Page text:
21 October 2015 (stuff.co.nz)
The number of Kiwis crossing the ditch to Australia has fallen to the lowest level in a generation, sending migration to a fresh record high of more than 61,000.
Net migration reached 61,234 in the year to September 30, the highest level on record, figures from Statistics New Zealand on Wednesday showed.
Migration has been reaching new records for each of the last 14 months and in August annual net migration topped 60,000 for the first time.
Net migration reflects the number of permanent and long term arrivals to New Zealand, less the number of permanent and long term departures.
While most of the gains overall are from India and China, the real driver for the increase is a sharp decline in Kiwis moving to Australia, and an increase in the number of Kiwis coming home from across the Tasman.
In the month of September New Zealand recorded a net gain of 100 migrants from Australia, the sixth monthly gain in a row. Although each monthly gain has been small, before April, New Zealand had not seen a single monthly gain from Australia since 1991.
As the Australian economy cools, the number moving to Australia fell to 200 in the year to September 30. This compares to the more than 40,000 New Zealand lost to Australia in the year to August 2012.
Westpac chief economist Dominick Stephens said the figures were “extremely strong” and remained above forecasts.
“With offshore labour markets remaining weak, net migration is likely to remain very strong over the coming year,” Stephens said.
“However, over the next few years we do expect migration will eventually slow. New Zealand’s economy is slowing and Australia will eventually become a more attractive destination for migrants from an economic point of view.”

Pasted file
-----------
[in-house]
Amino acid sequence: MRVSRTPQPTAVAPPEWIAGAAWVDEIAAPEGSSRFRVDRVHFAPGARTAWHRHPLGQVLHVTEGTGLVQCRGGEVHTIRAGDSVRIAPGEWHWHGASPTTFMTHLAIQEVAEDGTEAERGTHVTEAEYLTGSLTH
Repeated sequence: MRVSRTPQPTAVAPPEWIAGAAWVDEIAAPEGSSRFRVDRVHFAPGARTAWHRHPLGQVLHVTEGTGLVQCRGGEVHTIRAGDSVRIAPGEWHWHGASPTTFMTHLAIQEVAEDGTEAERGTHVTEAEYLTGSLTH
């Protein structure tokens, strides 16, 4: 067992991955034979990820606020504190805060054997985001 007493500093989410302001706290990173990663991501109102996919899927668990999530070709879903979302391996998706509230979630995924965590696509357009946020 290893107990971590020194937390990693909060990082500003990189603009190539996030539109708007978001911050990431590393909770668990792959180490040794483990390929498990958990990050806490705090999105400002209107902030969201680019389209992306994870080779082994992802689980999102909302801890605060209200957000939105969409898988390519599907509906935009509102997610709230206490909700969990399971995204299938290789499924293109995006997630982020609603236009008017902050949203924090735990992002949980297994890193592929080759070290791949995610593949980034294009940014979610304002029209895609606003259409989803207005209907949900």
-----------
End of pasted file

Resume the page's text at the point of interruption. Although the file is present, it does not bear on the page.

The largest overall contributors to migration were from India (12,900) and China (8500), while New Zealand had a net 4700 increase from the Philippines and 3700 from the United Kingdom.
Economists generally believe that strong migration boosts economic growth, but the continuing increase is likely to stoke unemployment as well as continue to support price increases in Auckland and surrounding areas.
Although the number of jobs in the New Zealand economy is still believed to be increasing, unemployment has climbed to 5.9 per cent in June, the latest figures available, as those trying to find work exceed new employees.
BNZ warned in September that during 2016 unemployment could climb back towards 7 per cent, and most of the banks have tipped an increase to around 6.5 per cent.
ASB senior economist Chris Tennent-Brown said migration was showing no sign of easing, and the number of migrants arriving appeared to be increasing.
“That strong inflow will support labour capacity, and contain wages. Housing demand will also remain supported by the inflows, particularly in Auckland,” Tennent-Brown said.